Bangladeshi new media pioneer Shahidul Alam tells DW Akademie about the skills and tools that make a person digitally literate. In this interview, he talks about the way to improve digital literacy in Bangladesh and the meaning of more internet access in the country.
UNESCO has defined digital literacy as “the ability to understand and use information in multiple formats from a wide range of sources when it is presented via computers”. With the emergence of social networking, digital literacy has become a major factor in enabling people to raise their voices, communicate, collaborate and pursue wide-scale social and political reforms.
People begin to think digitally when material things are not the only measurable items, Shahidul Alam says. As a promoter of new media, he helped introduce email to Bangladesh in 1994 and set up the first web portal in the country. Alam is also a founding member and advisor in the LEARN Foundation, which is dedicated to information and communication technology (ICT) training in rural regions.Watch the video interview and find out more:
Tagsbangladesh, digital literacy, Digital Literacy Survey, digital skills, media literacy, new media, pioneer, Shahidul Alam
In the first of our Journalists@Work series, we talked to Rajneesh Bhandari, a multimedia journalist in Kathmandu, Nepal. Rajneesh participated in DW Akademie’s television reporting training held in Kathmandu in 2009 in cooperation with the Television Journalist Association of Nepal (TVJ). Rajneesh, who works at Kantipur Television, gives us some insight into his everyday life as a journalist in Nepal.
Tagsipad book, Jounalist at work, Juan Ju, multimedia, multimedia storytelling, nepal, Rajneesh Bhandari
At this year’s Deutsche Welle Global Media Forum, we met up with Danh-Quy Nguyen, a Vietnamese who studied in Germany and now works as the Deputy Managing Editor for ELLE Vietnam. A few years ago, Danh-Quy was one of the first to receive a scholarship for the two-year Master’s program “International Media Studies” at DW Akademie.
You graduated from DW’s International Media Studies program last year. Now, you’ve been invited back as a guest and expert for a panel-discussion at the DW Global Media Forum. How does that make you feel?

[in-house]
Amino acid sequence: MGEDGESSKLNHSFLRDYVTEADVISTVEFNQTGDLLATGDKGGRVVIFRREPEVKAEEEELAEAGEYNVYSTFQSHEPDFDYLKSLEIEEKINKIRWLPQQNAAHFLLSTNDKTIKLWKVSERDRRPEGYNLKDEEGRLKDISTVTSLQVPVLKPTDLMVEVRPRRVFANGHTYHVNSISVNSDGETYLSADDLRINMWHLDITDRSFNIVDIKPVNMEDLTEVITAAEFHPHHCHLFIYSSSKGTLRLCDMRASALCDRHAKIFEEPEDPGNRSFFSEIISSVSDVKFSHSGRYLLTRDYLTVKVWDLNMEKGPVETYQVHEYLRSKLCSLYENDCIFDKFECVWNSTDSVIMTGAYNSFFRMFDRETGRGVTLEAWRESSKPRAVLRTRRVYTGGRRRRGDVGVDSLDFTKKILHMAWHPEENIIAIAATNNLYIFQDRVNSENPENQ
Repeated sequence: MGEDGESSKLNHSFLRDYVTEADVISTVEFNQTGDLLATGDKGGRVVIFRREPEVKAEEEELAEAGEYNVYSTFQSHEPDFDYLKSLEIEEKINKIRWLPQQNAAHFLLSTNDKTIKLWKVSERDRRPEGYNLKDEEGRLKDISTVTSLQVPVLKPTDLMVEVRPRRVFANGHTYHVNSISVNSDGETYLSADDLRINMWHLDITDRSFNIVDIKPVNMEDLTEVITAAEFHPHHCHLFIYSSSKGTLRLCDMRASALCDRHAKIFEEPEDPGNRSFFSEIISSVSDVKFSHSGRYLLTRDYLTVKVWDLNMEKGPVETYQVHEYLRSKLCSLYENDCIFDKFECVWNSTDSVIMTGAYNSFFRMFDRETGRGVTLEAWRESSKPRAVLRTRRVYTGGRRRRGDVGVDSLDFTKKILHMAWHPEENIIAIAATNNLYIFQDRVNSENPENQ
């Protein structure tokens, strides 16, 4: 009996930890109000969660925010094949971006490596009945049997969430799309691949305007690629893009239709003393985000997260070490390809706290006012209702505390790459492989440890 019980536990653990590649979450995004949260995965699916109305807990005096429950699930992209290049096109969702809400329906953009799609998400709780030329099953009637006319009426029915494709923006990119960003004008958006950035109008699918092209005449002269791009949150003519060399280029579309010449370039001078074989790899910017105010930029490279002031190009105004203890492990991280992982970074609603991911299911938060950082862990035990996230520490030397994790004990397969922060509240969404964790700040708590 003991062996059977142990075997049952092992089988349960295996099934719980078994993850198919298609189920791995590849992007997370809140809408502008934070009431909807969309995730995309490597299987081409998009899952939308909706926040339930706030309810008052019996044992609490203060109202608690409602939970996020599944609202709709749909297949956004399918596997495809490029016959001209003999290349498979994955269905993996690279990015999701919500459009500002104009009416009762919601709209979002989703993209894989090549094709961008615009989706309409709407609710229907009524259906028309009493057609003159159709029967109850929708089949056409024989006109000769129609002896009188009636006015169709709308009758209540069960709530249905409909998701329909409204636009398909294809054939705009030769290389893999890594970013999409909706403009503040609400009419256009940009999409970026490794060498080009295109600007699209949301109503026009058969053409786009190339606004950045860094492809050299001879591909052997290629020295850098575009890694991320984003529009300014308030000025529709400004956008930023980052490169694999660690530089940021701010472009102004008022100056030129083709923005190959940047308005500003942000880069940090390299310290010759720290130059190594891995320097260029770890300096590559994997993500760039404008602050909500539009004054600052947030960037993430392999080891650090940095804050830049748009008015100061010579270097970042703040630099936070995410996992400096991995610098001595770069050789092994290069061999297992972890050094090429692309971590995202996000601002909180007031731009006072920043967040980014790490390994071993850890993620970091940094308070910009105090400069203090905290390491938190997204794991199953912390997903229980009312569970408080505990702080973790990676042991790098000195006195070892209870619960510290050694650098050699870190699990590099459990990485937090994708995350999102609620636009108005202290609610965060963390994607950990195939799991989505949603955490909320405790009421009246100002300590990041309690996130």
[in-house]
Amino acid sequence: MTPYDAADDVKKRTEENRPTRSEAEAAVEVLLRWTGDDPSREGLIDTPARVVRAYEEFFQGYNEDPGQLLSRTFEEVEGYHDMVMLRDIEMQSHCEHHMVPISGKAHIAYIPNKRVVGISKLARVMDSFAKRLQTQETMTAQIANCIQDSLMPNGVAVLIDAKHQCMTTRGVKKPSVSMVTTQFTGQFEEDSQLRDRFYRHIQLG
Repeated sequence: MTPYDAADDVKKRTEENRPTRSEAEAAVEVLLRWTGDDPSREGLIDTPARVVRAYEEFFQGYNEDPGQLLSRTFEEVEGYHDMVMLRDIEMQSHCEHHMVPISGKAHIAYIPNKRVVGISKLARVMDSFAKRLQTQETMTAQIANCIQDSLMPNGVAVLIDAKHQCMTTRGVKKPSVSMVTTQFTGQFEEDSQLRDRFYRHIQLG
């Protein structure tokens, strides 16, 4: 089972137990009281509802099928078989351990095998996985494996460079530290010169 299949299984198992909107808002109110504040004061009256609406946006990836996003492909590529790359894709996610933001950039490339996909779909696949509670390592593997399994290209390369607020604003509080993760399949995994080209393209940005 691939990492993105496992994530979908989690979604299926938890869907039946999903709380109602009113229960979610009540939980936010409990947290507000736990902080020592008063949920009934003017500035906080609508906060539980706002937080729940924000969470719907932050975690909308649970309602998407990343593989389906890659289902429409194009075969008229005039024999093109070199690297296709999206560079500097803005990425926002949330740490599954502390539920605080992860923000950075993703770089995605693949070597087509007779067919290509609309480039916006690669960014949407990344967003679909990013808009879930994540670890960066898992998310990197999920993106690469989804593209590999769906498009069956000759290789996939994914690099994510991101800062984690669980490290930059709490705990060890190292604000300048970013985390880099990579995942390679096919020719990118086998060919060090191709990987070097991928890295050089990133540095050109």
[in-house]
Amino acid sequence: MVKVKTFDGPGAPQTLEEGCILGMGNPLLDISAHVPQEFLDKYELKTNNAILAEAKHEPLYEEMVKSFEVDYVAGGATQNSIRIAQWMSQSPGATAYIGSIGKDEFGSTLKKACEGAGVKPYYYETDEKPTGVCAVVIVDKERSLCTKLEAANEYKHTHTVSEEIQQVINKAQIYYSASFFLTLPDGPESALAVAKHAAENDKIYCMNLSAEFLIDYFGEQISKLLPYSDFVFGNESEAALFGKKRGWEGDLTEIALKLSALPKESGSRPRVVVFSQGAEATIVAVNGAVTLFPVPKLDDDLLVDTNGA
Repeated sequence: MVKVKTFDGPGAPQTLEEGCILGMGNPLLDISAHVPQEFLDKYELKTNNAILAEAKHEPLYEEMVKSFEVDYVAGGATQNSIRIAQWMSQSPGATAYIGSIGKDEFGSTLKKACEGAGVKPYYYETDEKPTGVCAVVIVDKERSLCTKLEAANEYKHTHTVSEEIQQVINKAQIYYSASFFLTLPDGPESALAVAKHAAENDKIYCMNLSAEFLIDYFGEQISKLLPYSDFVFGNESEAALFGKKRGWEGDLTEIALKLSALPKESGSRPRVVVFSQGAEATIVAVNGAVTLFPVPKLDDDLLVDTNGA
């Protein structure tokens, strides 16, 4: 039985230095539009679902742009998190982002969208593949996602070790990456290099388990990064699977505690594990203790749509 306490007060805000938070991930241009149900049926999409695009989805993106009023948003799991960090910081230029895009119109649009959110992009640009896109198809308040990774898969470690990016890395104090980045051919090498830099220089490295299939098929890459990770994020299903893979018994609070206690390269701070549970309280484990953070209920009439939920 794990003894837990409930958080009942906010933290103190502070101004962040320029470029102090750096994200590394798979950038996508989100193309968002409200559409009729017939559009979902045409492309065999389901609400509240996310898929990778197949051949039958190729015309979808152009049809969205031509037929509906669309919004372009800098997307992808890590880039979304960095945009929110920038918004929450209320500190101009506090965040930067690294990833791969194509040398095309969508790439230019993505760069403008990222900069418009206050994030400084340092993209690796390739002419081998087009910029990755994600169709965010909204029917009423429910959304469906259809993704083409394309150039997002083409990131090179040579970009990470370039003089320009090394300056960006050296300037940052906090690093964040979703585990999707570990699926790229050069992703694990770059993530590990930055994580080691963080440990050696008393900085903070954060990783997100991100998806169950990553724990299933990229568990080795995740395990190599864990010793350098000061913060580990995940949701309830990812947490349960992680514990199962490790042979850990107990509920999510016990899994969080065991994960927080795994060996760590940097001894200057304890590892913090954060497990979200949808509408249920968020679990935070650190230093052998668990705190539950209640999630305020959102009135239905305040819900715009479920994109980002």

Firstly, I feel great and honored to be invited by my teachers and colleagues. I think it’s an experience that not everyone can have. So I feel very happy. Secondly, I’m also very happy to see my old friends and many colleagues from Deutsche Welle.
What do you miss most about Germany?
What I miss most from Germany is lots of trees, lots of green and the Rhine River.
Can you apply the knowledge that you learned at DW to your work in Vietnam?
Of course! I learned a lot at DW and I use it in my work every day. The most important thing I learned from the DW Master’s program is how to communicate with people from different countries and different cultures. This is very important for my daily job. As Managing Editor, I have to communicate with different editors and people from the fashion industry all around the world.
TagsELLE Vietnam, facebook, global media forum, international media studies, new media, social media
Spotlighting women’s issues in South Asia is the focus of a recently introduced multimedia project at Deutsche Welle. Three young female journalists from Pakistan, Afghanistan and India were sponsored by the Friedrich Ebert Foundation to help launch the undertaking in Bonn.
Their online dossiers feature reports in Hindi, Urdu, Dari and English on topics such as maternal mortality and healthcare, women’s rights and the role of women in business and society.
“Good journalism promotes positive changes in society,” says Ayesha Hasan of Pakistan, one of the visiting journalists who participated in the kick-off of the Women’s World project in late 2011. Reflecting on the role of free media, Hasan says they “can bring about peace within Pakistan as well as with its neighbors.”
TagsAfghanistan, Ayesha Hasan, human rights, multimedia, online journalism, Pakistan, women's rights, women's world
There are about 80 million migrant workers worldwide. We often hear that they have a positive impact on the global economy. For instance, 12% of Bangladesh’s Gross Domestic Product (GDP) is generated by citizens who work abroad in countries such as Bahrain, Saudi Arabia and Malaysia.
But researchers like Kalinga Seneviratne say that labor migration from Asia has many hidden problems.
Mr. Seneviratne is the head of research at the Asian Media Information and Communication Centre (AMIC) based in Singapore.
At the Deutsche Welle Global Media Forum in Bonn this summer, Kalinga Seneviratne and other experts discussed how the media can tackle issues pertaining to labor migration.
Talking to Deutsche Welle reporters, the award-winning journalist explains some of the problems migrant workers face, the challenges journalists encounter when reporting such stories and how the media can play a major role in promoting human rights.
TagsAsia, broadcast, community radio, human rights, labor migration, public service broadcasting, radio